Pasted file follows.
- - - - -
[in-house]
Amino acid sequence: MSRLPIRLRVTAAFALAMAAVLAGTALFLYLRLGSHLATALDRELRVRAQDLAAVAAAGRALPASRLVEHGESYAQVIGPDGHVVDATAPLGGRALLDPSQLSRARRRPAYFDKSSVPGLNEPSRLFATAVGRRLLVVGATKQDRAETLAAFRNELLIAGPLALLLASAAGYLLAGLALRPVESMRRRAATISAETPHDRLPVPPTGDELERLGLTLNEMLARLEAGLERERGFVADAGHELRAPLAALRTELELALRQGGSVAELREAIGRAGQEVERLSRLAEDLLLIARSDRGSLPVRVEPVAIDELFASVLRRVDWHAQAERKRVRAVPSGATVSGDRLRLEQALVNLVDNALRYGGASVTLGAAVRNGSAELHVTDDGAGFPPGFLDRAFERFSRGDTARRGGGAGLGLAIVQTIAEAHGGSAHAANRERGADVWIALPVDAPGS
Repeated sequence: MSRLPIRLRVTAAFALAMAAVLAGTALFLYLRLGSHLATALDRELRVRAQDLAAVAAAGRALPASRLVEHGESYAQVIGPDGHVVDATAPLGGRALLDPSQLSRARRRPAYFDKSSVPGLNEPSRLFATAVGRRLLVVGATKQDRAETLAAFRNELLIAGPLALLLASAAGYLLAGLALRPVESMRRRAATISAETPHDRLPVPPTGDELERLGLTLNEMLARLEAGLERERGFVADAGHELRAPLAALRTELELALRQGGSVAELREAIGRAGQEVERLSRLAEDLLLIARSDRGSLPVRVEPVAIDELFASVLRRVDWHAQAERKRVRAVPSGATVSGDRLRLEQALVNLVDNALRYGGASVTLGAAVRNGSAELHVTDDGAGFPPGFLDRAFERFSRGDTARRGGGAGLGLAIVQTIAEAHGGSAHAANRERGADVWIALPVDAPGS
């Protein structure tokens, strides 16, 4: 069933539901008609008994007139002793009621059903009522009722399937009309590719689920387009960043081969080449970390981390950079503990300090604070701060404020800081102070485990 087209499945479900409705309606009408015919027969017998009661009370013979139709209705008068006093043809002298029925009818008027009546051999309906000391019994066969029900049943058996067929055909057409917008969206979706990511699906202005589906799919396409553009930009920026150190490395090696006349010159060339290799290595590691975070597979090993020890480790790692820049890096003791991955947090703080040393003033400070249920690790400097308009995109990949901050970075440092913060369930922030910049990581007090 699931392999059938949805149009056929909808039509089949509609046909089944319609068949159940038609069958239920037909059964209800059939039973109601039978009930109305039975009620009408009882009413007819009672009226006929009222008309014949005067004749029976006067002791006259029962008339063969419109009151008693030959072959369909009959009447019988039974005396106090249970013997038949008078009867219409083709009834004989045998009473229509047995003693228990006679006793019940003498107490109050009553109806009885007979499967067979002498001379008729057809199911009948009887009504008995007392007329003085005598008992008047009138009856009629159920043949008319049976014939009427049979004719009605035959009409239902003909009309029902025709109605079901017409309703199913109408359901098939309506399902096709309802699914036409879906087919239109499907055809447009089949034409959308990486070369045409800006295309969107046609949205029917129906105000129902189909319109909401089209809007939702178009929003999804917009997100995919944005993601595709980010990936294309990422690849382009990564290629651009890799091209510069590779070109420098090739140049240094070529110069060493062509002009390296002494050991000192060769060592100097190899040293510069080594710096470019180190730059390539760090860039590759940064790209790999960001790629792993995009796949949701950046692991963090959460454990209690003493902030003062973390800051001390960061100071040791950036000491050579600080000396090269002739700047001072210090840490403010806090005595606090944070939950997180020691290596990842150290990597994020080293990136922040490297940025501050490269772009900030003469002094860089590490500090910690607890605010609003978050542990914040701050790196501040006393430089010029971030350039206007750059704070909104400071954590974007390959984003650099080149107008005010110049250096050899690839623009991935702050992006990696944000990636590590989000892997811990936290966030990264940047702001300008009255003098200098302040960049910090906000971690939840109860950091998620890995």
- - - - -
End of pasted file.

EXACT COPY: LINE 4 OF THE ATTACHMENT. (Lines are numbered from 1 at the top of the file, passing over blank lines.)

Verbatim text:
């Protein structure tokens, strides 16, 4: 069933539901008609008994007139002793009621059903009522009722399937009309590719689920387009960043081969080449970390981390950079503990300090604070701060404020800081102070485990 087209499945479900409705309606009408015919027969017998009661009370013979139709209705008068006093043809002298029925009818008027009546051999309906000391019994066969029900049943058996067929055909057409917008969206979706990511699906202005589906799919396409553009930009920026150190490395090696006349010159060339290799290595590691975070597979090993020890480790790692820049890096003791991955947090703080040393003033400070249920690790400097308009995109990949901050970075440092913060369930922030910049990581007090 699931392999059938949805149009056929909808039509089949509609046909089944319609068949159940038609069958239920037909059964209800059939039973109601039978009930109305039975009620009408009882009413007819009672009226006929009222008309014949005067004749029976006067002791006259029962008339063969419109009151008693030959072959369909009959009447019988039974005396106090249970013997038949008078009867219409083709009834004989045998009473229509047995003693228990006679006793019940003498107490109050009553109806009885007979499967067979002498001379008729057809199911009948009887009504008995007392007329003085005598008992008047009138009856009629159920043949008319049976014939009427049979004719009605035959009409239902003909009309029902025709109605079901017409309703199913109408359901098939309506399902096709309802699914036409879906087919239109499907055809447009089949034409959308990486070369045409800006295309969107046609949205029917129906105000129902189909319109909401089209809007939702178009929003999804917009997100995919944005993601595709980010990936294309990422690849382009990564290629651009890799091209510069590779070109420098090739140049240094070529110069060493062509002009390296002494050991000192060769060592100097190899040293510069080594710096470019180190730059390539760090860039590759940064790209790999960001790629792993995009796949949701950046692991963090959460454990209690003493902030003062973390800051001390960061100071040791950036000491050579600080000396090269002739700047001072210090840490403010806090005595606090944070939950997180020691290596990842150290990597994020080293990136922040490297940025501050490269772009900030003469002094860089590490500090910690607890605010609003978050542990914040701050790196501040006393430089010029971030350039206007750059704070909104400071954590974007390959984003650099080149107008005010110049250096050899690839623009991935702050992006990696944000990636590590989000892997811990936290966030990264940047702001300008009255003098200098302040960049910090906000971690939840109860950091998620890995």